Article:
Richard Hendrickson wrote:
"Bill, I wouldn't put too much stock in those numbers. Aging 36' box cars lasted longer on smaller and less prosperous railroads (and on Class 1 RRs like the Southern, which was still acquiring them in the late '20s) than on major transcontinental lines, and 50' cars were more numerous on the railroads that had a lot of automobile and auto parts traffic (e.g., NYC, Pennsy, Santa Fe, UP). So the ratio might vary a lot depending on the RR and location you're modeling. As always, interchange records, conductors' train books, and photos of actual trains are more useful than abstract numbers. In the area and era I model, I need many 50' cars, as the Santa Fe hauled large amounts of auto parts into the Los Angeles area and many finished autos and trucks out of it, but very few 36' cars, as the Santa Fe's had mostly been retired and most other western RRs (UP. SP, WP, GN, NP, MILW) had shifted from 36' to 40' box cars early in the 20th century. As always,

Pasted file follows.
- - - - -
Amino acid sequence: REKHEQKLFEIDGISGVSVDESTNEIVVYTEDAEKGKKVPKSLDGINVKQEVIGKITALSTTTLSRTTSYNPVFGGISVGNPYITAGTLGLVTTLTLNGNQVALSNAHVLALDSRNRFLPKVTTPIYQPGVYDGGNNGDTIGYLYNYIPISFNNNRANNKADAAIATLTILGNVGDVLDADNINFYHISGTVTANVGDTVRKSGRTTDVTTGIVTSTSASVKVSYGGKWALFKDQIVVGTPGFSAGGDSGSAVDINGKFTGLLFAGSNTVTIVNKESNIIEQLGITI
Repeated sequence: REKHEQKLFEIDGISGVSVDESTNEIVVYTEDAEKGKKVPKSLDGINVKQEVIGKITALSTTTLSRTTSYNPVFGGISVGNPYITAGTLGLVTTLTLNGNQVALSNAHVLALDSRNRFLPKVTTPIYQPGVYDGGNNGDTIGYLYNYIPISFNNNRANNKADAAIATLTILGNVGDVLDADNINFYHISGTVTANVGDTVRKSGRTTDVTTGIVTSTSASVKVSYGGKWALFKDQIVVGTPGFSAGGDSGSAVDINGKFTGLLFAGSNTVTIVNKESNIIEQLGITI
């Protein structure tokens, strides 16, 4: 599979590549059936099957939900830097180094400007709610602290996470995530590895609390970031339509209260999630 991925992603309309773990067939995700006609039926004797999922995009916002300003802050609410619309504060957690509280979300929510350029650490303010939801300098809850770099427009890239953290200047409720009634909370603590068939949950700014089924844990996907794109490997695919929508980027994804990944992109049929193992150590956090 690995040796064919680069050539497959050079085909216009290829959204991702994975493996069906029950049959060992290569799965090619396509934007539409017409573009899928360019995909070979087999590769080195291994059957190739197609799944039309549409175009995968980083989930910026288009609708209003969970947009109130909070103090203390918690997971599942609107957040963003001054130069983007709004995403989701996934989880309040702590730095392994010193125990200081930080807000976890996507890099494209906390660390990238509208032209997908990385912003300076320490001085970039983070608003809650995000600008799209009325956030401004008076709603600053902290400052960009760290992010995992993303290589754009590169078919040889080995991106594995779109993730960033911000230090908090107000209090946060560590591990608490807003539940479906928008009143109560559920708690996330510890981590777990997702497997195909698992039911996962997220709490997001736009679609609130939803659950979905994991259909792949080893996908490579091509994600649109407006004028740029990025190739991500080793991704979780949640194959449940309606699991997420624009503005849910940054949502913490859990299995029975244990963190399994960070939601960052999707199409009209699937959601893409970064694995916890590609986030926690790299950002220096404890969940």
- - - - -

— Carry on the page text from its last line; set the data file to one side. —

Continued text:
YMMV, of course. No doubt 36' box cars were more numerous in the southeast than in the far west."
To back Richard's assertion regarding geography and specific railroad, here are some Canadian boxcar numbers from data pulled from Rutland shifting lists in Armand Premo's collection from trains on the O&LC (with a Canadian gateway on the east end of the line), 1948-1950:
Total XM: 359 (of 3166 total XM)
Total 36 ft XM: 206
Total XM: 124
Total 36 ft XM: 64
I still have to analyze the specific car numbers of the 36 ft cars, but I anticipate almost all of them to be Fowler/Dominion SS boxcars. Other roads' 36 ft cars appear to be much fewer in proportion, but this is analysis that I still need to do.
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